Health and Wellness

Post Incarceration Syndrome: Eric’s story

This week in Part 2 of my five-week podcast series, “Incarceration: A Family Affair,” I discuss post incarceration syndrome as a reality for formerly incarcerated individuals and its tragic results for my grandson, Eric Bartell Moyler.

In 2014, I wrote a blog for my now-closed site, Outside the Walls: One Mother’s Voice, talking about his first three months as a parolee (see Links below).

Much of his behavior I now understand grew out of several factors: his joblessness, his anger and his drug use.

However, I didn’t realize that his behavior revealed aspects of post incarceration syndrome (PIS).

Our family had high, but unrealistic, expectations for his re-entry into the outside world. All he needed, we reasoned, was a job and a place to live. He ended up with neither.

In 2016, on my podcast, One Mother’s Voice: In the Name of Justice, I talked about the characteristics of PIS that some researchers consider a variant of post traumatic stress disorder (PTSD).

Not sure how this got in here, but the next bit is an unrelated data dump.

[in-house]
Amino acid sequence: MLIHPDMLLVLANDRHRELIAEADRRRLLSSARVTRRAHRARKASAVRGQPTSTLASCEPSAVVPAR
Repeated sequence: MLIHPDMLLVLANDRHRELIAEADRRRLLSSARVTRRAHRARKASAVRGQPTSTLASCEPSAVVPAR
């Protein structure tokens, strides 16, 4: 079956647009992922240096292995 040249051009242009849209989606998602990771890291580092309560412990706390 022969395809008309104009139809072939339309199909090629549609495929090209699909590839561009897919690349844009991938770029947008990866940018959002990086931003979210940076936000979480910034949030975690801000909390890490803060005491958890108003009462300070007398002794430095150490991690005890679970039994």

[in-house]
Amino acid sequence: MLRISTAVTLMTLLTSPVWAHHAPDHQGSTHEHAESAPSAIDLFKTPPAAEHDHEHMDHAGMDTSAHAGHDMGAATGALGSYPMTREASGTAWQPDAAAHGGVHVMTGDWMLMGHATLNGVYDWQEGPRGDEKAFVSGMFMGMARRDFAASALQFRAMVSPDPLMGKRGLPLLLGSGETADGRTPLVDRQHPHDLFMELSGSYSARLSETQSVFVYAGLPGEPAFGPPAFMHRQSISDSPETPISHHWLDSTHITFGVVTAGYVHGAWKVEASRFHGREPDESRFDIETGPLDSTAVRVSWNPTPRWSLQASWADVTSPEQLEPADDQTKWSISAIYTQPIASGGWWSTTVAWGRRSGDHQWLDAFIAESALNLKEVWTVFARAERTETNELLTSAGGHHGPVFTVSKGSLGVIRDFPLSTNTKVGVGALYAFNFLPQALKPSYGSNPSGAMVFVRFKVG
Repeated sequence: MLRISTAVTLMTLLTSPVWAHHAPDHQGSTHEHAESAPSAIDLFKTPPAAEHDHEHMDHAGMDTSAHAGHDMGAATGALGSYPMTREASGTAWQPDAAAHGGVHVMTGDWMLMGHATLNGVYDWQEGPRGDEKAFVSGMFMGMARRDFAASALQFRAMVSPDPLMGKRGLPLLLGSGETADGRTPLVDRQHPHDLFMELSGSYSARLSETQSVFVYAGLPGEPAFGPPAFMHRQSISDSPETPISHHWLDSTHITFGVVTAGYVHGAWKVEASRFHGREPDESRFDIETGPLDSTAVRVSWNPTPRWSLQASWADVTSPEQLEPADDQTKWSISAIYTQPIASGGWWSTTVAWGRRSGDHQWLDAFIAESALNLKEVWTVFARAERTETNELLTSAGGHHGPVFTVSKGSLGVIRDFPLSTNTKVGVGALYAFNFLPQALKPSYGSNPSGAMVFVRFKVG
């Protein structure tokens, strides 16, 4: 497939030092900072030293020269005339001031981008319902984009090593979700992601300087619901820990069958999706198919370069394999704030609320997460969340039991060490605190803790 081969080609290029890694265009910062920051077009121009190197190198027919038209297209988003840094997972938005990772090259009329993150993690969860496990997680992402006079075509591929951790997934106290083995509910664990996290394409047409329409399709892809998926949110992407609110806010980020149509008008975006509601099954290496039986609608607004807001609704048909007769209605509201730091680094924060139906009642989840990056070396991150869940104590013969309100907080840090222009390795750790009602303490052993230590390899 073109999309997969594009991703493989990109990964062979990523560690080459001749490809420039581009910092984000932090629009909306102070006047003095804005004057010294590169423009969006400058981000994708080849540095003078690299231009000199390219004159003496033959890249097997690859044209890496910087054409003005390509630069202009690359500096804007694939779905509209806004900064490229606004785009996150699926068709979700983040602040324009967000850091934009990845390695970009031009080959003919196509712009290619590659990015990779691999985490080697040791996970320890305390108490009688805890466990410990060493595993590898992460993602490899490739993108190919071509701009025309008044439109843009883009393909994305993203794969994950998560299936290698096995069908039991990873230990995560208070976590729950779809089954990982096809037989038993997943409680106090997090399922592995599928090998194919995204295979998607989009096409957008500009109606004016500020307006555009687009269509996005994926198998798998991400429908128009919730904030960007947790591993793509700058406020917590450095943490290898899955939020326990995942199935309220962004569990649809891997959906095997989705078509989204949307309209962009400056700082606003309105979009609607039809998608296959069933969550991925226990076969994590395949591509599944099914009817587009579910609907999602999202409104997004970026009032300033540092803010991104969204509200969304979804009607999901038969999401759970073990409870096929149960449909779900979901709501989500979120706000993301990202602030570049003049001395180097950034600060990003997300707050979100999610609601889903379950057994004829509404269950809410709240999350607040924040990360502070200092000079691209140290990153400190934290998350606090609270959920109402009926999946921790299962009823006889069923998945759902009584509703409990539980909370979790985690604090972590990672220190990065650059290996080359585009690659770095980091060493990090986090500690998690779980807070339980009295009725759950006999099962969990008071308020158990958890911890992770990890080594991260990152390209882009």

I believe that there is a frightening lack of understanding by families and affected communities about the hidden barriers faced by those returning home from prison.

Much of the focus is on removing barriers to employment, medical services, housing, and education for parolees. Admirable, but rarely do these efforts address the need for intensive and comprehensive mental health aftercare for those emotionally damaged by the prison experience.

I want to challenge those affected by, or with power to bring about change in the criminal justice system–from prosecutors to politicians—to advocate for and promote more research, funding, and public education related to post incarceration syndrome..

We campaign to save the whales; let’s campaign to save damaged lives.

Links to Eric’s story*:

Coming Home: The First 30 Days

Coming Home: The First 30 Day (Part 2)

Coming Home: (Part 3)

A Personal Story

Missed Opportunities

*Eric died of a drug overdose on March 29, 2018 at age 31.


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